Sask. doctor keeps COVID-19 Wikipedia info accurate with encyclopedic dedication
Dr. James Heilman dedicates about 20 hours per week to editing Wikipedia, a reduced workload from prior years
Wikipedia has been a go-to site for medical information during the COVID-19 pandemic, getting more than 10 million hits per day from people seeking medical content including information on the novel coronavirus.
And while you are clicking on the site looking for the latest COVID-19 information, a Saskatchewan-born and educated doctor is one of the people on the other side of the site, ensuring that the information you see is indeed accurate.
Dr. James Heilman is that Wikipedian. When he's not editing the site, he is also the head of the emergency department at the East Kootenay Regional Hospital in Cranbrook, B.C.
"There's a whole number of layers of quality assurance," Heilman told CBC Radio's The Afternoon Edition, but added, "If you are making an important decision, I wouldn't base it 100 per cent on what you read on Wikipedia's pages."
Heilman said the very first entry about this current pandemic showed up as a single sentence on Jan. 6 this year. There were only 44 cases recorded at the time; now there are more than 8.5 million cases in the world, and counting.
Wikipedia's COVID-19 content has grown rapidly and since that first entry, about 58,000 people have made more than 700,000 edits in the topic area. The COVID-19 information also exists in 175 languages.
Heilman said when there are issues with Wikipedia, "it's often that information is missing or at times, out of date."
When it comes to COVID-19, Wikipedia prioritizes information from reputable sources such as the Centers for Disease Control and Prevention and Health Canada, according to Heilman.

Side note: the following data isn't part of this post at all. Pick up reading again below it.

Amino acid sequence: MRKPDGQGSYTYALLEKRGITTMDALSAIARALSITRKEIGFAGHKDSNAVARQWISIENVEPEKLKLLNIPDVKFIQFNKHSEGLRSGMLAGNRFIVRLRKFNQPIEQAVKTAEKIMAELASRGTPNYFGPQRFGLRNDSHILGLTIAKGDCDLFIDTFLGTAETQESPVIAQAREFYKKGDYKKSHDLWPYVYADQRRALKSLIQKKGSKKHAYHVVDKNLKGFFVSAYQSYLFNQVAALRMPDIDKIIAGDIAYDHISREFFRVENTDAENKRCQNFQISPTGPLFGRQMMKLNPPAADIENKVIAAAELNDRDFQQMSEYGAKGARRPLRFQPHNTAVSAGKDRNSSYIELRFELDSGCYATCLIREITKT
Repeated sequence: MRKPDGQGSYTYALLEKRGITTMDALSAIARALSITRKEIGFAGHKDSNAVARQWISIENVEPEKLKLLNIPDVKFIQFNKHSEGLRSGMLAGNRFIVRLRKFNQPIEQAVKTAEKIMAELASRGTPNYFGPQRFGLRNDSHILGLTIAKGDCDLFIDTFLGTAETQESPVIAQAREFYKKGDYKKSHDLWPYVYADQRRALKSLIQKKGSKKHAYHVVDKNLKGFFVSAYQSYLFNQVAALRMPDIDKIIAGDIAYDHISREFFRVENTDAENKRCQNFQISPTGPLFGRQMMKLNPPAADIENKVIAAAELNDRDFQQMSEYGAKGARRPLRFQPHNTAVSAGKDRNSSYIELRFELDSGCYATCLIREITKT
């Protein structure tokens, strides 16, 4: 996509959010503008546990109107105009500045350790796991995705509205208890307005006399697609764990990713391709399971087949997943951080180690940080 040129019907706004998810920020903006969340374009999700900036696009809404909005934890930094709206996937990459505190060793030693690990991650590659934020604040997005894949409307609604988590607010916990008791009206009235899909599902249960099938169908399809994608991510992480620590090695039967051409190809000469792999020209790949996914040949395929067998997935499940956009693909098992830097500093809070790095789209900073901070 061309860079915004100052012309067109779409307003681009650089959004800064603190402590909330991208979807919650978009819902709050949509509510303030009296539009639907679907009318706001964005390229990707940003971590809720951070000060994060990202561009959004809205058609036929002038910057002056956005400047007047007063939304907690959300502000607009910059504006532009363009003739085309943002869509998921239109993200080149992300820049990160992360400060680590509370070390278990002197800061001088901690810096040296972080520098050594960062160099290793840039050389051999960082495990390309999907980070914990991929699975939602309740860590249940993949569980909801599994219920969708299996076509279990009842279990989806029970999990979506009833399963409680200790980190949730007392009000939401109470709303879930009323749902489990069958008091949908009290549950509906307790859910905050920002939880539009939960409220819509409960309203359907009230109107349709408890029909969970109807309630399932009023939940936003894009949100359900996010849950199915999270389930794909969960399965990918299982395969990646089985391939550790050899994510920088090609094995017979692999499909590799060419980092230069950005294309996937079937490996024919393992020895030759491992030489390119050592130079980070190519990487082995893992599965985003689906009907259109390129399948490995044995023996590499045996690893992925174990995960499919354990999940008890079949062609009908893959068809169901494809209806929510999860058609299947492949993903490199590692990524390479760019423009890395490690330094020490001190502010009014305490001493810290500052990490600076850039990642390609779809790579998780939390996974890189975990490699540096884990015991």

Heilman was born near Cochin, Sask., a resort village 153 kilometres northwest of Saskatoon, and is a graduate from the University of Saskatchewan's School of Medicine.
His relationship with Wikipedia began one quiet night in the emergency room about 13 years ago: Heilman was looking at a page that had a few minor issues.
"Then I noticed an edit button, and I hit that edit button, and I realized I could fix the internet," said Heilman. "That's what roped me in — and I've been trying to fix the internet ever since."
For the past year, Heilman says he puts in about 20 hours a week on Wikipedia content. It's also a fraction of what he has done in the past.
He has, at times, dedicated as many as 60 hours per week to Wikipedia. At one point a few years ago, he reduced his time working in the emergency room so that he could spend more time doing his Wikipedia work.
Heilman likes the encyclopedia of the internet because it shows the origin of every article and every change made along the way.
Because anyone can contribute to Wikipedia and initially anyone can edit the pages on the site, some people criticize its accuracy. Heilman says that Wikipedia is actually pretty accurate. Regardless, his advice is to double check and verify for yourself.
Heilman would give the same recommendation for any source because anything you find on the internet can potentially contain errors. Heilman points out that content on Facebook, YouTube and Twitter are often plagued with errors, far more so than Wikipedia.
One of the reasons he is so passionate about the site is its usefulness which allows it to help people, even those without internet access. Heilman works with others to package Wikipedia content into offline mobile apps for those in remote places.
"This way, people can download all of Wikipedia's medical content when they have access to the internet and then when they return to their communities, where there is no access, they can still browse that content because it's downloaded on their phone."
One of the most far reaching projects he's collaborating on is called "Internet in a Box." Heilman downloads all of Wikipedia's content onto miniature computers and then he mails the small computers to places around the world, where the internet doesn't exist or where there is little internet access.
"I've sent these computers to Papua New Guinea, Uruguay, Argentina, Cuba. I even sent some to Puerto Rico when they were struggling after the hurricane when the power and electricity went down," he said.
Heilman said he's shipped some to nursing schools, small medical clinics and libraries in far flung places, always with the hope to give people access to information.